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EP611 Microcytic elongated and fragmented (MELF) pattern in early-stage endometrioid adenocarcinoma – is there association with vaginal recurrence? A case report
  1. I Sá1,2,
  2. AC Rocha1,3,
  3. S Raposo1,
  4. R Sousa1,
  5. C Abrantes1 and
  6. L Sá1
  1. 1Instituto Português de Oncologia Franscisco Gentil, Coimbra
  2. 2Centro Hospitalar de Trás-os-Montes e Alto Douro, Vila Real
  3. 3Hospital Distrital de Santarém, Santarém, Portugal


Introduction/Background Prognosis of early-stage endometrial adenocarcinoma is favourable. However, some factors can influence the risk of recurrence: tumour size and grade, depth of myometrial invasion, cervical stromal involvement and lympho-vascular space invasion (LVSI). A microcytic, elongated, and fragmented (MELF) pattern of invasion has also been implicated in poor prognosis. Many studies had describe the association between MELF pattern with non-vaginal recurrences and lymph-node metastases.

Methodology This case describe an early-stage MELF pattern endometrial adenocarcinoma with no LVSI and multiple vaginal recurrences.

Results A 74-year-old woman with hypertension and history of cerebral aneurysm was referred to our institution for an endometrial adenocarcinoma G1 diagnosed in a previous biopsy. A total abdominal hysterectomy and bilateral salpingo-oophorectomy was performed (due to her comorbidities, we didn’t accomplish bilateral pelvic lymphadenectomy). Histologic diagnosis revealed an endometrioid adenocarcinoma G2, with myometrial invasion depth >50%, negative LVSI, MELF pattern of myometrial invasion and negative peritoneal washing cytology - FIGO stage IB. One month later, the patient referred vaginal bleeding and presented a vaginal vault vegetant lesion measuring 1,5 cm. The biopsy showed metastasis of endometrioid adenocarcinoma. She was submitted to a full lesion resection and started adjuvant vaginal brachytherapy (50 Gy/5 fractions). Four months later, she presented with 2 vaginal vault milimetric lesions whose biopsy revealed metastases of adenocarcinoma. The complete resection of the lesions confirmed the diagnosis. She repeated vaginal brachytherapy treatment (30Gy/5fractions). Pelvic MRI didn’t show lymph-node metastases. The patient remains in clinical control in our institution.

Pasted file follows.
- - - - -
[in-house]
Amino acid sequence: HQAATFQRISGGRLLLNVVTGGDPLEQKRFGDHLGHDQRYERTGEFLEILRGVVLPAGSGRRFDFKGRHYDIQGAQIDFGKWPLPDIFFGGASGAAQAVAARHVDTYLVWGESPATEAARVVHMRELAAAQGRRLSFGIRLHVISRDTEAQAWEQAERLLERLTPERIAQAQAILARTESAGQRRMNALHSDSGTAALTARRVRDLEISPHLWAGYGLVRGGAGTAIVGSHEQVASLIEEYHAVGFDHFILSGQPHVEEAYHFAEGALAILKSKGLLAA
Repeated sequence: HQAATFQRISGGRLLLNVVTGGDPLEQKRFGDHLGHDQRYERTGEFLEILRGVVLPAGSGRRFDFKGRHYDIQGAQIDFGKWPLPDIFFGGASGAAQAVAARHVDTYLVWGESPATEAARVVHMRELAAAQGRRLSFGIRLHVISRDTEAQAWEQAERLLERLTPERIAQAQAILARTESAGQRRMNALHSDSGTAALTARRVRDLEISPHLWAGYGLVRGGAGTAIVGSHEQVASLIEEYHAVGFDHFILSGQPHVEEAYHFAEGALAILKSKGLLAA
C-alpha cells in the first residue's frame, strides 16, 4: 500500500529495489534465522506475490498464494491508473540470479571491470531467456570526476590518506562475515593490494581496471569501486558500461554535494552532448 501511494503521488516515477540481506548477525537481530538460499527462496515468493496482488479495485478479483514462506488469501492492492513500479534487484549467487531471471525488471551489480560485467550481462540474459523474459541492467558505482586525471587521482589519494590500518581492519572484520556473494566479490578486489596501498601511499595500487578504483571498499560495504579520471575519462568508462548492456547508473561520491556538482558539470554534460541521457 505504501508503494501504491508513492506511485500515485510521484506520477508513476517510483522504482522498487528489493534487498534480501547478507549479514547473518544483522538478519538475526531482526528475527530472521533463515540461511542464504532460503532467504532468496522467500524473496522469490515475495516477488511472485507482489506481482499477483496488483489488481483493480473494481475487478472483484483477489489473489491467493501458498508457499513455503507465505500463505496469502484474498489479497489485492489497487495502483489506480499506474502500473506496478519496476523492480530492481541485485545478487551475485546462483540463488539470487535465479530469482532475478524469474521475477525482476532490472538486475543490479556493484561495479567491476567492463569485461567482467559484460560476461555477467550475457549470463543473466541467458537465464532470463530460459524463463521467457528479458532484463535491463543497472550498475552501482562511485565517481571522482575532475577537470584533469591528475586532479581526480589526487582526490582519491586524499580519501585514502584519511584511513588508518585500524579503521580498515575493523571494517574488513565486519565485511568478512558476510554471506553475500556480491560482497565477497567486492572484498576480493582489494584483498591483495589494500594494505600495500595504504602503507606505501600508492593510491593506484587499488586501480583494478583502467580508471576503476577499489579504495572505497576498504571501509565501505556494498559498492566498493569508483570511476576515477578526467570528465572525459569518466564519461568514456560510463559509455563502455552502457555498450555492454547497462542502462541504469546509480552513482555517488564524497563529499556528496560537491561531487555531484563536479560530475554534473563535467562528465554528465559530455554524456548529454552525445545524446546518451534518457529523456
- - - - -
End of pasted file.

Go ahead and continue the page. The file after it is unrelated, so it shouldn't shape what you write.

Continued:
Conclusion The significance of MELF pattern is still unclear. Although many studies describe its association with lymph node metastases and non-vaginal recurrences, this case shows that this histologic pattern can also be associated to vaginal metastases. In the future, MELF pattern could be useful for identifying patients in early-stage endometrial tumours with higher risk of recurrence.

Disclosure Nothing to disclose.

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